Instagram is testing an AI tool that verifies your age by scanning your face

Instagram is testing new methods for users to verify their age, including an AI tool built by a third-party company, Yoti, that estimates how old you are just by scanning your face.

Officially, you have to be at least 13 years old to sign up for an Instagram account, but for years the company made little effort to enforce this rule. Until 2019, it didn’t even bother to ask new users their birthdate, let alone try to verify this information. After being raked over the coals by privacy and child safety experts, though, Instagram has introduced more and more age-verification featuresas well as methods to separate younger users from adults.

Currently, Instagram asks users to verify their age only when teenagers try to edit their birth date to show them as 18 or older. To verify their age, users can send in pictures of various ID cardsand, from today, users in the US will have two additional options: social vouching and AI estimation.

For the first method, social vouching, Instagram will ask three mutual followers of the user to confirm how old they are. The mutual followers will have to be over the age of 18 themselves, and will have three days to respond to Instagram’s request. The second method, AI estimation, involves sending a video selfie to a third-party company, Yoti, which uses machine learning to estimate a person’s age.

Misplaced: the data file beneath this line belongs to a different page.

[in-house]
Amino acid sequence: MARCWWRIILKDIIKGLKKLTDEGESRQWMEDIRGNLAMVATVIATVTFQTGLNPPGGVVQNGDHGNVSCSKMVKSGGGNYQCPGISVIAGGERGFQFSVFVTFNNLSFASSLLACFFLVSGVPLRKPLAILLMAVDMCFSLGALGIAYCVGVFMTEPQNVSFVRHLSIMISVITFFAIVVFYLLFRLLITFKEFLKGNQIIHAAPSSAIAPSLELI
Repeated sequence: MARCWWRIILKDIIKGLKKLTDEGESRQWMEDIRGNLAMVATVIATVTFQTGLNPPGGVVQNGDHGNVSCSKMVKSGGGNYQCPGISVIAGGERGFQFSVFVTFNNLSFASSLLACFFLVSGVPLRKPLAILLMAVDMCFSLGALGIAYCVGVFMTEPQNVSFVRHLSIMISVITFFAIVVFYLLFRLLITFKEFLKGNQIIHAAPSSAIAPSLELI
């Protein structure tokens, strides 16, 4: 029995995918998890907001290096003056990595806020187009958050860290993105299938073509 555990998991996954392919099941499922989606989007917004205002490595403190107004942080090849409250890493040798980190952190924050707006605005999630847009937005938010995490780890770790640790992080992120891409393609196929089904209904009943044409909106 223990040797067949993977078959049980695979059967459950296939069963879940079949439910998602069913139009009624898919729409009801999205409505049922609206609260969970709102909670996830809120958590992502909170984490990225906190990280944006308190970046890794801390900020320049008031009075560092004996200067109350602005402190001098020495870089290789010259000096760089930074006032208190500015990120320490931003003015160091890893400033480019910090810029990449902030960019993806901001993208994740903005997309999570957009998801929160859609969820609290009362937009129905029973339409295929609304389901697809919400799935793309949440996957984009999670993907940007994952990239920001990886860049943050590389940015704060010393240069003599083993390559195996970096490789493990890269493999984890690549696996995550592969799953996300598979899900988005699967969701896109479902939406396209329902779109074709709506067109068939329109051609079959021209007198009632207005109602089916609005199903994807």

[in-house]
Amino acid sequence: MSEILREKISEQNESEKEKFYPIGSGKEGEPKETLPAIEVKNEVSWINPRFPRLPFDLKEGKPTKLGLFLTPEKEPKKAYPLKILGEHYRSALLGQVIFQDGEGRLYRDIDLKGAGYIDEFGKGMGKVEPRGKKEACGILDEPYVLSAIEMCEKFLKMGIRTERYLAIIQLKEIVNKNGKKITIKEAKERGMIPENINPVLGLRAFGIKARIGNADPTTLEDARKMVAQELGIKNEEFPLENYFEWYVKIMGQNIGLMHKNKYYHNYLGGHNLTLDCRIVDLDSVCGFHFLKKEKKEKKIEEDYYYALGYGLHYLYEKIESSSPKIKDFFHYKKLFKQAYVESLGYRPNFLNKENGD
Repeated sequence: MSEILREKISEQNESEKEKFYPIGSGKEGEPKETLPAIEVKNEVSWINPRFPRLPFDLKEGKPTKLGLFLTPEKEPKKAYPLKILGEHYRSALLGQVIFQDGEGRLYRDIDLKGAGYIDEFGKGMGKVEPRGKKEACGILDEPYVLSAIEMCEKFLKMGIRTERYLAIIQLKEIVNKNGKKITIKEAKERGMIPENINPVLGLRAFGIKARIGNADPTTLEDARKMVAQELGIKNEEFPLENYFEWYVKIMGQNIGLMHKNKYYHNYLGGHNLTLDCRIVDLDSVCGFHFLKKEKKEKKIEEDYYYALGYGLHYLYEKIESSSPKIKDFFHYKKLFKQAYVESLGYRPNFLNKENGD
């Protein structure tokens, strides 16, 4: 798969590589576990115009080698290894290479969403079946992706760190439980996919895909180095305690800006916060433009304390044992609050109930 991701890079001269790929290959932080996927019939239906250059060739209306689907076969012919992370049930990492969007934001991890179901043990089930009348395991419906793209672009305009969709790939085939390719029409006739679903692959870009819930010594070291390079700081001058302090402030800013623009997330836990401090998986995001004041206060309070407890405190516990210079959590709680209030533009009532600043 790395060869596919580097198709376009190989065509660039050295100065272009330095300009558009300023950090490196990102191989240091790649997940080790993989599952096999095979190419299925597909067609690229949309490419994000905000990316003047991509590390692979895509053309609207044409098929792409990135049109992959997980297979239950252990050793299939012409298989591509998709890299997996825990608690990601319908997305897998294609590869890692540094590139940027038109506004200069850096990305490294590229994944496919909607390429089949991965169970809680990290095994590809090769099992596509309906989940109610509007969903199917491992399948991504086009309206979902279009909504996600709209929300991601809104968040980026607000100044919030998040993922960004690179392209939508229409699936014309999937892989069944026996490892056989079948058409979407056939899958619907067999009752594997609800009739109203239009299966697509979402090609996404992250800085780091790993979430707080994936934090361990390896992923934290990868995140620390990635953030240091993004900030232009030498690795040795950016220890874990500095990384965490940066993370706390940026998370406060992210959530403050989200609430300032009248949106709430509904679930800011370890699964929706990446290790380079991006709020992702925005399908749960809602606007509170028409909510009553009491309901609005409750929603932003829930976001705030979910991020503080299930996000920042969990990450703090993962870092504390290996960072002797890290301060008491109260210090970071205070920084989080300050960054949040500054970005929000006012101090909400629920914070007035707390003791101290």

Yoti is a well-known player in online age and ID verification, and its technology has been approved for use by the UK government and german digital regulators. It uses various facial signals to estimate a target’s age. (Though the company itself says it doesn’t know what exactly these signals are. Wrinkles? A look of ineffable sadness? It’s all in the mix.)

You can actually try Yoti’s system on the web right here (the company says it doesn’t retain any data you share with it) and see its accuracy rates below. The numbers show, in years, the error rate of Yoti’s age estimations for different age ranges, skin tones, and genders.

Yoti’s data shows its technology performs slightly worse on female subjects and faces with darker skin tones.
Picture: Yoti

The data shows that Yoti’s system is less accurate for female faces and people with darker skin, and that for under-24s its estimates can be off by up to 2.5 years. However, if the tool is making a broad guess about a user’s age, its accuracy improves. One 2020 analysis of Yoti’s system by a third-party nonprofit found that it was 98.89 percent reliable at guessing whether or not people aged 18 were over or under 25. (That means that for every 1,000 guesses the system made, between 0 and 11 would be mistakes.)

It’s not clear how these figures will translate for Instagram’s use case, or whether the system is really secure enough for this purpose. For example, we were able to fool Yoti’s web demo just by holding up photos in front of our webcam. And it’s not clear what might stop an underage user doing the same, or enlisting the help of an older friend to pass the test.

This isn’t the only AI-powered tool Instagram uses to try and estimate users’ ages, either. Since last year the company has been using automated systems to search for underage users. These tools scan information like users’ birthday posts and the age of their friendship groups. So, for example, if a user claims to be 20 but posts about celebrating their 17th birthday, their account will be flagged and they may have to verify their age. Instagram says it’s working to add new data points to this system, and is even testing a language-analysis tool that will determine whether a user is an adult or a teen based on how they write.

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